Submission Deadline 15th December 2020: Gitanjali and Beyond, Annual Issue 6 Samaj and Freedom(s): The relevance of Gandhi and Tagore’s Ideas Today

In a letter to C.F. Andrews, Rabindranath Tagore said, ‘We have no word for nation in our language. When we borrow this term from other people it never fits us.’1

For Rabindranath, nation with a small ‘n’ signified her samaj, the society which thrives when it embodies a country’s aspirations, is responsible for her progress and has the well-being of her citizens at the heart of its collective consciousness. When the samaj deteriorates to a moribund state, crushed by subservience to an outside power, riddled by superstition, marred by discrimination and inequality, a sense of apathy holds it back from realizing its full potential. The reliance on samaj, rather than the state (Rabindranath’s Nation with a capital ‘N’), should rest with the people rather than the ruling power, a tradition that is, according to Tagore, intrinsic to India’s sense of collective unity, a unity in diversity which guarantees India’s continuity as a nation. This is the samaj that Gandhi sought to ignite with a sense of its own worth, rousing a nation to unite as one voice to seek swaraj, self-rule, the freedom of the people to rule themselves. As Gandhi said to Tagore, ‘Our national struggle is in reality a struggle for liberty worthy of a self-respecting nation.’2 The self-respect and self-reliance that Gandhi wished to arouse in the Indian nation/her samaj, was through implementing social justice by ensuring social inclusion. Tagore reflected the same idea in his essay on ‘Freedom’ where he said,

In India the real cause of the weakness that cripples our spirit of freedom arises from the impregnable social walls we raise between the different castes.3

In tune with Gandhi’s concerns, Tagore went on to say,

To gain this freedom we need to liberate ourselves from the fetters of self and from all those passions that tend to be exclusive. It is this liberating principle that we must apply to an imprisoning world.4

In a world experiencing a pandemic leading to lockdown and a temporary ban on international travel, the rising numbers of the infected and the death toll drive home the reality of the marginalized and deprived as the hardest hit. While we continue to be confronted by succeeding natural catastrophes (e.g., Amphan, the super-cyclone that has devastated Kolkata and towns and villages in India and Bangladesh along the Bay of Bengal coastline) we witness the role the community plays in bringing relief to the victims in a crisis. Global conflicts continue in spite of a call for an international cease fire by the UN Secretary General, and narrow nationalism sweeps across Nations, driving wedges between social groups and nations, as borders are policed and walls constructed, while majoritarianism marginalizes minorities, reinforcing the peripheral positioning of the ‘Other’ in a climate of intolerance and fear. Under these circumstances, samajic (social) stability is jeopardised and threatened and holistic progress of a community can thus be stalled. Tagore and Gandhi’s concerns about samajic (social) freedom(s) remain more relevant than ever.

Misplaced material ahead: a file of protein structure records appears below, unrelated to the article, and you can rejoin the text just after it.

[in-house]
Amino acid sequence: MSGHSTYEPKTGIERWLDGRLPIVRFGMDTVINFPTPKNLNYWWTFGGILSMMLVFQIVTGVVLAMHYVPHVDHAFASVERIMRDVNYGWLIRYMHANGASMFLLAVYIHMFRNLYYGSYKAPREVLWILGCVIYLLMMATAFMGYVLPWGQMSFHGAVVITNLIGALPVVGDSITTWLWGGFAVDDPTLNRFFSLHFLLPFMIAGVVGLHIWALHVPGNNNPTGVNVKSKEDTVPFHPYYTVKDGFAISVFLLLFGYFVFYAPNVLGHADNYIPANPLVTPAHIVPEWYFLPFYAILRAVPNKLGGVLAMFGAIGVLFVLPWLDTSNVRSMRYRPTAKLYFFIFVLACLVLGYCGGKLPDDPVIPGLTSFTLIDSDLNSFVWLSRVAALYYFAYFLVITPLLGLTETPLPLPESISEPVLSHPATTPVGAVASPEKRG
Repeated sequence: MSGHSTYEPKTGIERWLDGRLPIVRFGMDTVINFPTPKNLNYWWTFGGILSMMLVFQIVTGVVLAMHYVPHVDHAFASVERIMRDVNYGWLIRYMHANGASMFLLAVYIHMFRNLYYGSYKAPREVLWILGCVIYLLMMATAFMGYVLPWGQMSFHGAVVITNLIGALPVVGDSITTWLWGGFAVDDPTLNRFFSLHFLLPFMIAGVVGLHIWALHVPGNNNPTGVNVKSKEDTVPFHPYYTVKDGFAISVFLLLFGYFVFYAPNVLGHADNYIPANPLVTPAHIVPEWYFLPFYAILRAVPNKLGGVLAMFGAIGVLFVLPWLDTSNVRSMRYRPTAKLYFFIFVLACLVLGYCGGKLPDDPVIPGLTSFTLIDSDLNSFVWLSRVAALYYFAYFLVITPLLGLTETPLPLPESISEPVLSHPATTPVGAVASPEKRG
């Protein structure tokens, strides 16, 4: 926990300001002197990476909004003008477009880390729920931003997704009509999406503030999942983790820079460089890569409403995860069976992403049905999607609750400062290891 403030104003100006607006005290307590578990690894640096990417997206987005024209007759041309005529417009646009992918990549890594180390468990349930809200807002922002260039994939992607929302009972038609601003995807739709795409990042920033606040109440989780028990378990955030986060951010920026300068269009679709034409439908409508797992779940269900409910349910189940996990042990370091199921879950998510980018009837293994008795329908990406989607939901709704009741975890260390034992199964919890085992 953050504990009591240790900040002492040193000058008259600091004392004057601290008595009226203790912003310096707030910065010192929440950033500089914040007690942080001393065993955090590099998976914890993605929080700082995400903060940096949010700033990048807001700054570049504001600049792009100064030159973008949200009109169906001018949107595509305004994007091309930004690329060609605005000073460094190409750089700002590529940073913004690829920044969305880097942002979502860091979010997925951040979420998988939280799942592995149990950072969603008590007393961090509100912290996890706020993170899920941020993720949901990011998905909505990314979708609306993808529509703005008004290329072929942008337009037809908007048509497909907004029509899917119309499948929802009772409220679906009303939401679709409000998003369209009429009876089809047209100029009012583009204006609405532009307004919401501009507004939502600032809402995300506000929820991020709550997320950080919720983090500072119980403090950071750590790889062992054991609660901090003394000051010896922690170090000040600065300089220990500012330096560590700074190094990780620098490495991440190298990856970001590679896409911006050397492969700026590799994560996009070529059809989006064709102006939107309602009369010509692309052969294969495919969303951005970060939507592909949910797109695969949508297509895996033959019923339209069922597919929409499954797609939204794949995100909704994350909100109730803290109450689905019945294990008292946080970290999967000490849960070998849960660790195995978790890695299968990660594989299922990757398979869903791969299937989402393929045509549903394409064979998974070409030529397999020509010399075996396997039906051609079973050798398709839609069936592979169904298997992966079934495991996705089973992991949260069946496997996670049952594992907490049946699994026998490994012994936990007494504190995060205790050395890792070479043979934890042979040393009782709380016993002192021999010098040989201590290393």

To keep the spirit of freedom alive in society, we invite scholars/researchers, writers and artists to join this debate and share their thoughts and ideas on how we can protect and exercise our freedoms in a samaj marked by its sense of social responsibility, relying on the foundational tenets of acceptance, accommodation and creative experiment which can guarantee progress for the nation.

Articles and Creative Writing and Art on the following broad themes are welcome:

  • Liberty and Liberation in samaj.

  • Freedom(s) as basic human rights.

  • Creativity: the place of art and culture in samaj (society).

  • Inter-cultural dialogue and transnationalism.

  • The Idea of Samaj/Society.

  • Environment and sustainability.

  • Education: holistic, creative and interdisciplinary.

  • Rural reconstruction.

  • Urban regeneration.

  • The position of Truth today.

  • The validity of the local balanced against global considerations.

  • Catastrophes: reality and the aftermath.

Font for main text: Times New Roman, font size: 12; font for footnotes: Tahoma, font size: 10. References/bibliography need to adhere the MHRA Style Guide. (See https://gitanjaliandbeyond.co.uk for guidance).

 

Submission deadline for Title and Abstract of proposed article: 15 December 2020
 
Submission deadline for complete article with keywords: 30 May 2021  

 

Designation and affiliated institution will need to be mentioned against the name of the author accompanied by a list of of no more than three related recent publications with the complete article.

All submissions and enquiries may be made to the following email address:

 

gitanjaliandbeyond (at) gmail.com

For prose pieces, the MHRA Style Sheet Guidelines are available at: gitanjaliandbeyond.co.uk/submissions

The renowned historian, Dr Talat Ahmed, Co-Director of the Centre for South Asian Studies (CSAS) at the University of Edinburgh will be Guest Editing this significant issue of Samaj and Freedom(s) for Gitanjali and Beyond.

 

Footnotes

1 Letter from Tagore to C.F. Andrews, see Sabyasachi Bhattacharya, The Mahatma and the Poet (New Delhi, 1997 and London: Penguin Viking, 2011), p. 55.

2 In a letter from Gandhi to Tagore, dated 5 April 1919. Quoted by Uma Das Gupta, Friendships of Largeness and Freedom: Andrews, Tagore and Gandhi: An Epistolary Account (New Delhi: Oxford University Press, 2018), p. xv.

3 Rabindranath Tagore, ‘Freedom’, in Ed. Nityapriya Ghosh, The English Writings of Rabindranath Tagore (New Delhi: Sahitya Akademi, 2007), p. 628.

4 Ibid.